Mark: Hi, it's Mark from Remarkable Speaking. I'm here with Bernie Pawlik, Pawlik Automotive in Vancouver, BC Canada, Vancouver's best auto service location, and 24 time winners of best auto repair in Vancouver. We're talking cars. How you doing Bernie?
Bernie: Doing very well today.
Mark: Today's victim is a 2017 Mercedes-Benz B250. This is a funny looking for Mercedes little car that you don't see a lot of what was going on with this car?
Bernie: Yeah. These cars are actually only sold in Canada, well, they're available in Europe, but not in the US in, at least around here, the US is kind of the big market, so yeah, they're not too common.
So the owner's complained, he was driving down the highway and the engine was overheating. So pretty serious concern. That's why it came to our shop.
Mark: So just to throw a curve here, was there any kind of engine lamps on?
Bernie: Not as far as I know. I didn't actually do the work in this. My technician, Ed did it and he didn't mention anything about lights. It has a temperature gauge, so I believe the gauge was reading high.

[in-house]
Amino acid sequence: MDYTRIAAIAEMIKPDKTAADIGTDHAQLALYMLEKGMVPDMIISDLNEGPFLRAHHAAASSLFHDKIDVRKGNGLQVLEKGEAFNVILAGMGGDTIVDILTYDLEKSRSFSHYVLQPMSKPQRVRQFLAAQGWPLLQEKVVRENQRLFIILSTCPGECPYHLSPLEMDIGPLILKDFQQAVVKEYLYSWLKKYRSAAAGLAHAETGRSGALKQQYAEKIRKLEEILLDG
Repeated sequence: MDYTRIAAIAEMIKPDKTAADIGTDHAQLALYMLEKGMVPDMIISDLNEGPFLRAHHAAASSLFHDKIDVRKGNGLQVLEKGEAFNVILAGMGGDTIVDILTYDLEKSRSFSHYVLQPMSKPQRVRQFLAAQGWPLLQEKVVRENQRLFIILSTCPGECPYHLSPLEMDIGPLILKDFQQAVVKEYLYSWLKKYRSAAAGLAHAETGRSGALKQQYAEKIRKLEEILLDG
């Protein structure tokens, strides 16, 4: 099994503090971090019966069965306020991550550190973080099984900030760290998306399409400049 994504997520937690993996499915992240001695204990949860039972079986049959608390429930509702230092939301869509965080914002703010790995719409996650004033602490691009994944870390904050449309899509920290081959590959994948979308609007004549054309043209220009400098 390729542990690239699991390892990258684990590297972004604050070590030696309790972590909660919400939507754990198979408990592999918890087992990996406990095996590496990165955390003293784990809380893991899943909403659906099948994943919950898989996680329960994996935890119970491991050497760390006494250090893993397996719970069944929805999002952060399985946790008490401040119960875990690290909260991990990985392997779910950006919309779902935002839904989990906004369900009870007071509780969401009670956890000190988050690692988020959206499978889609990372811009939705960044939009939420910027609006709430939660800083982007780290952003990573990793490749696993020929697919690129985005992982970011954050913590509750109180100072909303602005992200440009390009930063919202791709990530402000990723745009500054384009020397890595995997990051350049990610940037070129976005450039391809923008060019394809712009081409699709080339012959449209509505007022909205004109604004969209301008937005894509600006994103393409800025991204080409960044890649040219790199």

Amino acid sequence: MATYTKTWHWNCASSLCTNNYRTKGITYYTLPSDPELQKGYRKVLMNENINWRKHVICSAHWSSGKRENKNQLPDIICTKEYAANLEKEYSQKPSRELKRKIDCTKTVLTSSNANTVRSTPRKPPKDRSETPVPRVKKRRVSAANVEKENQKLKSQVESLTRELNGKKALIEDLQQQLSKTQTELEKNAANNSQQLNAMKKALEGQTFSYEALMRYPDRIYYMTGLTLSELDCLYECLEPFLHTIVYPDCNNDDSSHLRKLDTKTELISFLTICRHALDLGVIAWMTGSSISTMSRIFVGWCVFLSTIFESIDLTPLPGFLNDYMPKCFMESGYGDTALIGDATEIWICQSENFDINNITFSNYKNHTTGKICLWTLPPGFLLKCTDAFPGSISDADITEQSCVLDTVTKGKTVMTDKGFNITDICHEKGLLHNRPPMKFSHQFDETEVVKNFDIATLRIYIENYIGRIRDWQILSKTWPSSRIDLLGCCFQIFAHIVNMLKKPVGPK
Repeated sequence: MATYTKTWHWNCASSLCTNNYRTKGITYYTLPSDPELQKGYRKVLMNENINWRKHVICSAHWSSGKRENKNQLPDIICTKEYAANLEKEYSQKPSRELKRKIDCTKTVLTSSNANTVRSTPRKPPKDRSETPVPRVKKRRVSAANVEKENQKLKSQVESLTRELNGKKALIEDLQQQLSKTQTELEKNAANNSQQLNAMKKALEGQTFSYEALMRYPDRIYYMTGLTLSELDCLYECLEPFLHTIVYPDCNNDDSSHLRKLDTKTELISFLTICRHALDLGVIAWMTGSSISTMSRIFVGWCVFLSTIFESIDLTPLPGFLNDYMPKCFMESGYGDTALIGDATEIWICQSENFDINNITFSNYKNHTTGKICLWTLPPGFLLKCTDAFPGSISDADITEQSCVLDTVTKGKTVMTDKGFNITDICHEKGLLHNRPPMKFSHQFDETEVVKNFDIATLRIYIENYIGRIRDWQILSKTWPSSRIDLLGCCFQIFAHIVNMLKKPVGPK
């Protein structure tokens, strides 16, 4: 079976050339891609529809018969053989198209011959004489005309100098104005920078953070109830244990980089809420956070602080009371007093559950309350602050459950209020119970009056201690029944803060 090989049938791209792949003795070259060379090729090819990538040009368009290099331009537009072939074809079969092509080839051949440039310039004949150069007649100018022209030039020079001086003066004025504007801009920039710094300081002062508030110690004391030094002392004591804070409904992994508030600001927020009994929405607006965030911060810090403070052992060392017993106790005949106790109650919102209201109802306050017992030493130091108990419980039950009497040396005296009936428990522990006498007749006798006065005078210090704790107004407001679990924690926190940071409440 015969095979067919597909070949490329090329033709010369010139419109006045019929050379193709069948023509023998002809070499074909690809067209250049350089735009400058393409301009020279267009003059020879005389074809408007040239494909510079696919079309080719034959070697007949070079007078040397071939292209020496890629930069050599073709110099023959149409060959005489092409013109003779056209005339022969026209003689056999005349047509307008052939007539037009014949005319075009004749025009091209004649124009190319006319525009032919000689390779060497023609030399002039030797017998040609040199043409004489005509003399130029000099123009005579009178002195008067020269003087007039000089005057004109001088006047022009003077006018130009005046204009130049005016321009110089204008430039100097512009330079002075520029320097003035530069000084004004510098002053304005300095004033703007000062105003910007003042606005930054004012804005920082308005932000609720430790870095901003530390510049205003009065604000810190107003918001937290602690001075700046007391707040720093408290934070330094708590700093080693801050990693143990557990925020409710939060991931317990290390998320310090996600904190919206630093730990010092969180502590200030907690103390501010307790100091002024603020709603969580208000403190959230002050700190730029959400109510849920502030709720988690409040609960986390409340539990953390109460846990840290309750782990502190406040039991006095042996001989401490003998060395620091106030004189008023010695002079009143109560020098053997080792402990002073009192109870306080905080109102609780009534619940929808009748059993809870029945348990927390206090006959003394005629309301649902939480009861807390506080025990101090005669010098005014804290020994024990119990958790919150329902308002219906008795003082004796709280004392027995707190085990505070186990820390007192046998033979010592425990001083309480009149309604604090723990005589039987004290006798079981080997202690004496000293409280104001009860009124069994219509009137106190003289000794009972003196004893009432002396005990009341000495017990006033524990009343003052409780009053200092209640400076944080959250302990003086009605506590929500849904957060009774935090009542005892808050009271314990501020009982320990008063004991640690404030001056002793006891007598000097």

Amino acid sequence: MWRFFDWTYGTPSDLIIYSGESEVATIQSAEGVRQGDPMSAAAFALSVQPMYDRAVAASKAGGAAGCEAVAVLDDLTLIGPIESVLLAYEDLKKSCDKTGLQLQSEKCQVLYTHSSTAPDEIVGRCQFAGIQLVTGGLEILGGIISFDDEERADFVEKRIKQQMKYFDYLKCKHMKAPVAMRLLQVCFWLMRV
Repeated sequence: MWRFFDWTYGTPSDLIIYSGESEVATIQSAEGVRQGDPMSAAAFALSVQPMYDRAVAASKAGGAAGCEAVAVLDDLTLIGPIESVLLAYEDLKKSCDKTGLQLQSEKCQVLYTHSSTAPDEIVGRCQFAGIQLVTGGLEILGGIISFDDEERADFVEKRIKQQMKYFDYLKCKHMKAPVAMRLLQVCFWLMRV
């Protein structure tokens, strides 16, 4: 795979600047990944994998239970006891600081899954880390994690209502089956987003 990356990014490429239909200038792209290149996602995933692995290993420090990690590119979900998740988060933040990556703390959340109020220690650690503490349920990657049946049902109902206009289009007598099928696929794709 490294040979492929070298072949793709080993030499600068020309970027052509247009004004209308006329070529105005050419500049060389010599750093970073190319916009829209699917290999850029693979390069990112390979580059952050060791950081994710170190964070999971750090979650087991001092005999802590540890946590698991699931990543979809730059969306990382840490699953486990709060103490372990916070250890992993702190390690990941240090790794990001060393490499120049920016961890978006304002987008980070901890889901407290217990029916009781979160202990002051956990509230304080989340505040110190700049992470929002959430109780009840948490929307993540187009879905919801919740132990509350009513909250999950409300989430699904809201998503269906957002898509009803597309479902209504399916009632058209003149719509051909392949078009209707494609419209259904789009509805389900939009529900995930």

Mark: How do you go about testing and diagnosing engine overheating?
Bernie: Well first thing of course with any modern car, we plug a scan tool in to see if there's any trouble codes. That's the first thing before we even start it up. We do a visual inspection. Look for fluid leaks, cuz of course, if you're low on coolant, that can make a difference. But usually Mercedes will have a warning light if your coolant level is low and there was nothing on like that. Found the coolant level was full. We do a pressure test on the cooling system to see if there's any leaks. There were no leaks.
There was one trouble code stored in the computer. I don't have it handy, but Ed said it was a thermostat code. So the thermostat of course regulates the temperature of the engine coolant. And so after doing some more diagnosis, we found that the water pump was defective.
Not leaking or broken, but there's a vacuum operated valve in the water pump. And it seemed it was stuck in one position and causing the engine to overheat. So we figured the best repair would be to replace the water pump, obviously, and to replace the thermostat as well, which is a good thing to do. Every once in a while on a vehicle anyways but especially when you have a major cooling concern, like an overheating problem.